Night Ministry: Outreach To Sex Workers

For the past three days, Dr. Alex Denkyi of the University of Cape Coast (UCC), Dr. Isaac Nyame of the University of Development Studies (UDS), Pastor Dr. Patrick Kudadjie of Pentecost University (PU), Deaconess Mrs. Theodore Oduro of the Kwame Nkrumah University of Science and Technology (KNUST), and I have been in residential camping, working on a few research projects and reports for the Church.

Yesterday evening around 10 pm, after completing the day’s activities, we decided to evangelise some of our sisters on the street at night by going through A&C mall and the KFC area at East Legon, a popular suburb of Accra in Ghana.

Ministry to prostitutes (sisters) on the streets is a significant and often overlooked aspect of religious and social outreach. The sisters who engage in sex work face myriad challenges and stigmas that can lead to feelings of isolation, despair, and hopelessness.

By extending compassion, understanding, and support, ministries have the potential to positively impact the lives of prostitutes and guide them towards a path of healing and redemption.

We spent about three hours and 30 minutes undertaking this exercise, resulting in four of them accepting Christ as their Lord and peraonal Saviour. What shocked us was that most of these ladies were Christians but found themselves on the street.

From our interaction with them, it came to light that the sisters on the streets face a range of vulnerabilities and risks, including physical and sexual violence, substance abuse, and mental health issues.

Almost all the sisters we came into contact with entered the sex trade due to poverty or a lack of viable opportunities. (One of the ladies was a university graduate who studied English but found herself on the street.)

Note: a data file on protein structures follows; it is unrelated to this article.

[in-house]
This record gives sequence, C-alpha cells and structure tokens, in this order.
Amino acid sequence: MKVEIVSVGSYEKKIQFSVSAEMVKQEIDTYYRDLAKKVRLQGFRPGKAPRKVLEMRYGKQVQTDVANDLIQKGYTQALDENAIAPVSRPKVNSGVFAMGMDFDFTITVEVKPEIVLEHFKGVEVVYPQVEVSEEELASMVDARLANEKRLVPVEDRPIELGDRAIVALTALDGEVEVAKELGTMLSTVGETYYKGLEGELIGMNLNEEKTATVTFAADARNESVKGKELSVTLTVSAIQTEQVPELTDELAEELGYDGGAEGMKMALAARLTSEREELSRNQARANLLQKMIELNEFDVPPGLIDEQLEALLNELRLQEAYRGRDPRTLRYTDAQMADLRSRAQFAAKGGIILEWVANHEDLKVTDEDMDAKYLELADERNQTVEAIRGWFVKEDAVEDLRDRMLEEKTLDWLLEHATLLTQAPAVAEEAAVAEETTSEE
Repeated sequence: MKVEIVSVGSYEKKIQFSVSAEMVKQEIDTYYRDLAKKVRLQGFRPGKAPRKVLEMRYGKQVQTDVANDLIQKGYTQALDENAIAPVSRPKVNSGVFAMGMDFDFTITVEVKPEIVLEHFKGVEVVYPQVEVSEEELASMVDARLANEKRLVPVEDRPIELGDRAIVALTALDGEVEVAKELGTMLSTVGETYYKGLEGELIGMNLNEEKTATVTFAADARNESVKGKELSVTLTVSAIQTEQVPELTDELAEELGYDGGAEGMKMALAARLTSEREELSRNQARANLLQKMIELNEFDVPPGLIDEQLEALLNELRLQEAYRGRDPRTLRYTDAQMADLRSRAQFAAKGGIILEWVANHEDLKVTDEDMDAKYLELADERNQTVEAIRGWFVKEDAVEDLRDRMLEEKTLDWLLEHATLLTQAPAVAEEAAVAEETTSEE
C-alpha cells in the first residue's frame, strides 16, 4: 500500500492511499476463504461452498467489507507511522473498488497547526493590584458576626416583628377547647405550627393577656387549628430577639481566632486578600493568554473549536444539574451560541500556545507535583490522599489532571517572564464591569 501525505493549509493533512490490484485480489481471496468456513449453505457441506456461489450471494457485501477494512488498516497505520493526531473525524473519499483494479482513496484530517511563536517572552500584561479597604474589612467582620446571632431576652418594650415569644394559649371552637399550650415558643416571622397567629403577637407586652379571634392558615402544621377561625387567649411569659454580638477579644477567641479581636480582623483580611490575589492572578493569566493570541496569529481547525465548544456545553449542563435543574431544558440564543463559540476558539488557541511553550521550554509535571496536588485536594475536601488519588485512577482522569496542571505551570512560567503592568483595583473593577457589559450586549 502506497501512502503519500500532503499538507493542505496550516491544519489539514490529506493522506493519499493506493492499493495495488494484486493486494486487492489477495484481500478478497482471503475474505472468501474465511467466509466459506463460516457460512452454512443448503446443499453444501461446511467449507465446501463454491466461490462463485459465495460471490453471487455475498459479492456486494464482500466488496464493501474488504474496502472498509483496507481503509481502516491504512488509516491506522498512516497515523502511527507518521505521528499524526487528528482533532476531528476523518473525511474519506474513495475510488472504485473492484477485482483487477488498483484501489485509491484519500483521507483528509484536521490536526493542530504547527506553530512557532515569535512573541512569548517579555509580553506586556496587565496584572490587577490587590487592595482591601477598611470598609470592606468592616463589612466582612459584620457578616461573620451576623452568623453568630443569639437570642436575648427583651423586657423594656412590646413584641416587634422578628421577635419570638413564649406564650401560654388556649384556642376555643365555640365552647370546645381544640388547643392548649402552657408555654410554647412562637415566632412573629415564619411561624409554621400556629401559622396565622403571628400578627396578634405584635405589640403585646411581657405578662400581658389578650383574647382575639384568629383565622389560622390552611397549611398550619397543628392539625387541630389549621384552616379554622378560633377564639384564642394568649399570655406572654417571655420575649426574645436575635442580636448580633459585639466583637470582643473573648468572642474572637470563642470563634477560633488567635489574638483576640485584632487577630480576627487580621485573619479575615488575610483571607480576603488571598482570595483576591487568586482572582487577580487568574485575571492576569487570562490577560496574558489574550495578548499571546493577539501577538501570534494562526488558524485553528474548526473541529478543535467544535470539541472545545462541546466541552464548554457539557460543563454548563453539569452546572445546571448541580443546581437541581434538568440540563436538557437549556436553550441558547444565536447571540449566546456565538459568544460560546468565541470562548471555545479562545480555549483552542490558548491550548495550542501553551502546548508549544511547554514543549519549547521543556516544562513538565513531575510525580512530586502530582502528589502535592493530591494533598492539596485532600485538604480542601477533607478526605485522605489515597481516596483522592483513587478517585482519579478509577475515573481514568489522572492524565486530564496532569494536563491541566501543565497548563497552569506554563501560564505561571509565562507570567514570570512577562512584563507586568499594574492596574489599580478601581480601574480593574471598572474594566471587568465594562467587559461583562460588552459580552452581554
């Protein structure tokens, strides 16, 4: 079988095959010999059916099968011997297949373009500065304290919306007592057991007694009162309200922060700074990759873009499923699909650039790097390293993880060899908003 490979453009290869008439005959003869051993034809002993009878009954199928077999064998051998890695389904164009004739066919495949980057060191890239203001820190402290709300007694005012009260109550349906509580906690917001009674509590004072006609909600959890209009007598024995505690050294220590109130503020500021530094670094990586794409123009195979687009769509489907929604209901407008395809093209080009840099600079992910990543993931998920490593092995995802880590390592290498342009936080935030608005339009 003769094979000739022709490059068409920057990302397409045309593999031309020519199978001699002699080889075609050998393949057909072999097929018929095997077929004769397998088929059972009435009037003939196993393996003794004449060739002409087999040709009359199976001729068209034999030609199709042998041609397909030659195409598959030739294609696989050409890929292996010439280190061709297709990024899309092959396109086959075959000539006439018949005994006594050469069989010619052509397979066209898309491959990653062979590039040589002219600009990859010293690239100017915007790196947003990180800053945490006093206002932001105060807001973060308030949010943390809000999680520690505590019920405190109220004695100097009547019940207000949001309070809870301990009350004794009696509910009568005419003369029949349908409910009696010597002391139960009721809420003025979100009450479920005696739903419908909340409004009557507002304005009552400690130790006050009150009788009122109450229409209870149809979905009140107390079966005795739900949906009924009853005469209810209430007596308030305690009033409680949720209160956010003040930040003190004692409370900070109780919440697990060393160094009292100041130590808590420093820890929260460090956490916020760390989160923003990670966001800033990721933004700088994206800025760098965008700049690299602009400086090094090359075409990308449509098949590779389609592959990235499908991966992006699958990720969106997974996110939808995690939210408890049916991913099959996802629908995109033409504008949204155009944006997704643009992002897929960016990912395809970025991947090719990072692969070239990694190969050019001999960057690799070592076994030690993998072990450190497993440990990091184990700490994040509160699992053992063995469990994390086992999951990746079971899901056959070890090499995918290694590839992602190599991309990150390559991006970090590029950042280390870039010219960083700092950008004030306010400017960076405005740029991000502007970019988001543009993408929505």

It is our conviction that outreach to these individuals is not about condoning or encouraging their actions but recognizing their humanity and offering them an alternative way forward.

We need to take this ministry very seriously and invest financial resources into it. We cannot just pick them off the street without any resources to support them.

Using an approach of establishing empathetic and non-judgmental communication, we were able to lead four of them to accept Christ. By actively listening to their stories, we appreciated the level of support that is often lacking in their lives.

The question we kept asking ourselves was what next? Without providing practical assistance and resources, these young sisters will find themselves back on the street.

Resources such as counseling, housing, and learning a trade or seed money to practice the trade already learned will help keep them off the street. This requires more dedication and investment on the part of the ministry for meaningful and sustainable impact to be made. A deeper understanding of the plight of these sisters through an empirical study will help draw deeper insight and a workable approach to getting them out of the street permanently.

To every Christian, let us go to these sisters and clear them off the streets for Christ and also invest our resources in helping them have a better life.

Written by Pastor Daniel Appiah

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